The dream of a modern military based on speed and stealth rather than overwhelming ground force has long been desired by military strategists. Donald Rumsfeld made a move towards it in the opening months of the Bush era, but was thrown off course by the 9/11 attacks and the angry US reaction to them in Afghanistan and then Iraq.

Now the Pentagon hopes to get back on that track, with new strategic goals and ambitions. Top of that list, the review has concluded, will be the emerging powers of the Asia-Pacific region amid mounting Pentagon concern about China's growing naval power and investment in high-tech weaponry.

"All trends are shifting to the Pacific. Our strategic challenges will largely emanate out of the Pacific region," Dempsey said.
In terms of the fighting force itself, the increasing reliance on technological warfare is certain to be extended, with the unmanned drone as its centrepiece. Critics on the left are likely to focus on that aspect as evidence of the Obama administration's disrespect for international law and civilian lives.

Panetta said: "As we reduce the overall defence budget, we will protect and in some cases increase our investments in special operations forces, new technologies like unmanned systems, space and in particular cyberspace capabilities and in the capacity to quickly mobilise."

Panetta and Dempsey both recognised that cuts in the strength of US troops would carry security risks. But they said the risks were preferable to doing nothing.

Panetta issued a clear and yet unspoken challenge to the Republican majority in the House of Representatives that has led resistance to the administration's budget plans. He said that if Congress continued along its path towards a further $500bn in defence cuts in January, the country's national security would be in jeopardy and there would be demoralisation within what he called a "hollowed" military force.

Official Document: http://www.defense.gov/news/Defense_Strategic_Guidance.pdf

Source and Video: Barack Obama sets out plans for leaner military in historic strategy shift | World news | guardian.co.uk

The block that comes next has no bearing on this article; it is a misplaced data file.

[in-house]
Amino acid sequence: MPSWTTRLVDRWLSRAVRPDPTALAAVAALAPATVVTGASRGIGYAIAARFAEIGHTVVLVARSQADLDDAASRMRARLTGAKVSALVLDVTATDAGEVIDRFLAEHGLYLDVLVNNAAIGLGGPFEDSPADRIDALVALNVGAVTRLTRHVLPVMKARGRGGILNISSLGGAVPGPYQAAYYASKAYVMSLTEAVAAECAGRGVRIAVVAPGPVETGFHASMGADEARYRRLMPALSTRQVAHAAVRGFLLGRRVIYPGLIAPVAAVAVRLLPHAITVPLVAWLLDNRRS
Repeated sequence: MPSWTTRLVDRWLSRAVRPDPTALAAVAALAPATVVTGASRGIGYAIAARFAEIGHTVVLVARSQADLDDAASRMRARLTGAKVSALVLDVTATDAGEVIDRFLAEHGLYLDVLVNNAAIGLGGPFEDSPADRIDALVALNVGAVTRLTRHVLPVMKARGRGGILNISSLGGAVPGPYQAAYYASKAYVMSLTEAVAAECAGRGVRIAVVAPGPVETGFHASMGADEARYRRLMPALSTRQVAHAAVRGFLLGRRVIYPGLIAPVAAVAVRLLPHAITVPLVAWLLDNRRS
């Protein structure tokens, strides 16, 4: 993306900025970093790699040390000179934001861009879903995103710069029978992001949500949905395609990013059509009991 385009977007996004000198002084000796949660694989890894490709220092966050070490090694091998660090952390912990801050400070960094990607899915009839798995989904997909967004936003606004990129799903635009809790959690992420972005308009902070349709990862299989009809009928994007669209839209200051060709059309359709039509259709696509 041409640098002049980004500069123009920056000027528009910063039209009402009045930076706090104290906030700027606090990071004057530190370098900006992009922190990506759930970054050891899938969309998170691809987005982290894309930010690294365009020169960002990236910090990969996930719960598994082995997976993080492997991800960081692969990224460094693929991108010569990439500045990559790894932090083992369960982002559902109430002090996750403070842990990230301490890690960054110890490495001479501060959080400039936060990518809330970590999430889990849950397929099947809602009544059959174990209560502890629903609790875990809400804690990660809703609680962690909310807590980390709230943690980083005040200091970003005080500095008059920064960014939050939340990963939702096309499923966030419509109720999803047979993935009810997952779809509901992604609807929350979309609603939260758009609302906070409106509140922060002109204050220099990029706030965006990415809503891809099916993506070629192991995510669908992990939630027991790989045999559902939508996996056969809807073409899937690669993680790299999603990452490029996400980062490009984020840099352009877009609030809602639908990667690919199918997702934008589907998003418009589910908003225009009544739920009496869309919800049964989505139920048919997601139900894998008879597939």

Minh

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Top of that list, the review has concluded, will be the emerging powers of the Asia-Pacific region amid mounting Pentagon concern about China's growing naval power and investment in high-tech weaponry.

"All trends are shifting to the Pacific. Our strategic challenges will largely emanate out of the Pacific region," Dempsey said.

Untill US actually have a fleet in SEA, this is just more of political talk,talk and talk some more.
 

pankaj nema

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All such plans will be lost in the SYSTEM or more specifically the PENTAGON bureaucracy

If ANYONE thinks that the Military Industrial Complex of the mighty USA
will take such plans lying down he should get a brain scan done
 

pmaitra

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Top of that list, the review has concluded, will be the emerging powers of the Asia-Pacific region amid mounting Pentagon concern about China's growing naval power and investment in high-tech weaponry.

"All trends are shifting to the Pacific. Our strategic challenges will largely emanate out of the Pacific region," Dempsey said.

Untill US actually have a fleet in SEA, this is just more of political talk,talk and talk some more.